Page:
Nottingham Ale: Origins of the song

by Joe Earp

 

The famous Nottingham Ale ballad has been sung for many generations and now is even sung as far away as America. The ballad tells the tale of Nottingham’s famous ale and boasts about the tasty liquor in all its glory.

The song was written by an officer of the navy, simply referred to as ‘Gunthorpe’. It is said he wrote the song in praise of a barrel of Nottingham ale which had been sent to him by his brother, who kept the Punch Bowl which was located in Peck Lane.

It first appeared in print as far back as 1752, when it appeared anonymously in the Gentlemen’s Magazine. It was sung to the tune of ‘Lilly Burlero’, a tune which was very popular at that time. “Nottingham Ale” was very popular during the  eighteenth, nineteenth and twentieth centuries. Both the famous Nottingham writers Blackner and Briscoe reprinted the ballad in their books.

Below is the complete original song:

Fair Venus, the goddess of beauty and love, Arose from the froth which swam on the sea; Minerva leapt out of Cranium of Jove, A coy sullen dame, as most authors agree, Bold Bacchus, they tell us, The prince of good fellows, was a natural son- pray attend my tale; But they that thus chatter, Mistake quite the matter, he sprung from a barrel of Nottingham Ale. 

Chorus- Nottingham Ale, Boys, Nottingham Ale, No Liquor on earth like Nottingham ale.

And having survey’d well the cask whence he sprung, For want of more liquor, Low spirited grew!, He mounted astride, And away to the gods and goddesses flew, But when he looked down, and saw the fair town, To pay it due honours, Not likely to fall, He swore that on Earth, ’twas place of his birth, And the best and no liquor like Nottingham Ale.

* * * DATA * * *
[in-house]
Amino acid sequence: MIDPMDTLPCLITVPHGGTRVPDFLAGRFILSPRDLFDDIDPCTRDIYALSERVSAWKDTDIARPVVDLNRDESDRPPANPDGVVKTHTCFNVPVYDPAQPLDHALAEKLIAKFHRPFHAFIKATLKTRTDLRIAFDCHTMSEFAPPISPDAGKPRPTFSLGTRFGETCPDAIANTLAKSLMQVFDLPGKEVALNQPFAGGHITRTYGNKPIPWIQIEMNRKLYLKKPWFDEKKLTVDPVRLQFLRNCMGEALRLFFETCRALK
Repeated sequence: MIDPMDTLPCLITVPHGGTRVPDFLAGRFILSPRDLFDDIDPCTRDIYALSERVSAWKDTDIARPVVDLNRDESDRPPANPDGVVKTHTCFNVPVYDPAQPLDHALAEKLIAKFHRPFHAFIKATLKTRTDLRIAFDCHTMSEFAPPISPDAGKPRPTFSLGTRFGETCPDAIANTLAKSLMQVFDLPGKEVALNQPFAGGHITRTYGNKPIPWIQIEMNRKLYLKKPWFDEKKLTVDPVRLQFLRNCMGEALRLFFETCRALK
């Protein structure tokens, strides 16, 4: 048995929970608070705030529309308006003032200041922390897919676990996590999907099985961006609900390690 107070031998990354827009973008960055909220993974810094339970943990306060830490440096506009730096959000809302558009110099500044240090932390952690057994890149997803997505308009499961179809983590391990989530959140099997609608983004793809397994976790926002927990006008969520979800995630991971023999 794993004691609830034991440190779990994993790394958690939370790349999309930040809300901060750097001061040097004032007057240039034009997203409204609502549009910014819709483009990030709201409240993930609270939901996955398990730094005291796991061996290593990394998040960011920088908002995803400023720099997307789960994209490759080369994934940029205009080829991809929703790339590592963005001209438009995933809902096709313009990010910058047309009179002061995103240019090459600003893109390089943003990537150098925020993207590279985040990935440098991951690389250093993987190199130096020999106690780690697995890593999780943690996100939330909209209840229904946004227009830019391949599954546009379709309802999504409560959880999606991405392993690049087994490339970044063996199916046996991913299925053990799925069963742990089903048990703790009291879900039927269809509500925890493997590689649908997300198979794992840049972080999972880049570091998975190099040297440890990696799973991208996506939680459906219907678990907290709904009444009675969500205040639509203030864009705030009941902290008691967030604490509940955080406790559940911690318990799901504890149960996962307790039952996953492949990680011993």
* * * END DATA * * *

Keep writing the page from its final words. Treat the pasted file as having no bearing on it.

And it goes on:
Chorus.

Ye bishops and deacons, priests, curates and vicars, When once you have tasted you’ll own it is true. That Nottingham ale is the best of all liquors; And who understands the good creature like you?, It speaks every vapour-save pen, ink and paper; And when you’re disposed the pulpit to rail, ’twill open your throats-you may preach without notes, When inspired with a bumper of Nottingham ale.

Chorus.

Ye doctors, who do more execution, with powder and bolus, with potion and pill; Than hangman with halter, or solider with gun, Than miser with famine; or lawyer with quill; To dispatch us the quicker, you forbid us malt liquor, Till our bodies consume, and our faces grow pale; But mind it, What pleases, and cures all diseases, Is a comforting dose of good Nottingham ale.

Chorus.

Ye poets, who brag of the Helicorn Brook, The rector of gods, and the juice of the vine; You say none can write well, Except they invoke the friendly assistance of one of the mine, Here’s liquor surpasses the streams of Parnassus, The nectar ambrosia,  on which gods regale, Experience will show it nought make a good poet, Like quantum sufficit of Nottingham ale.

Chorus- Repeated twice.

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About nottinghamhiddenhistoryteam

Originally formed in 1965 to try to save or at least record before destruction the cave sites continually discovered during the major redevelopment of the City that took place in Nottingham in the 1960′s. Almost every day new sites were unearthed and destroyed before anyone was notified; last thing they wanted was someone telling them to stop what they were doing; TIME is MONEY. The word HIDDEN in the Team’s title is because a lot of what was being invisibly lost in the redevelopment was our early history in the caves, they are under most, if now all, of Nottingham. In the 80’s and 90’s the Team conducted with the help of Dr Robert Morrell and Syd Henley, research and work on Nottingham’s history, folklore and local archaeology. The Team published quarterly magazines on their findings. The Team lapsed for a few years after the death of Paul Nix who was the team leader for thirty plus years. The Team has reformed and is now back working on Nottingham local history. On this blog you will find a series of history, folklore and archaeological related articles and information. Most of the material published will be specifically related to Nottingham/shire local history.
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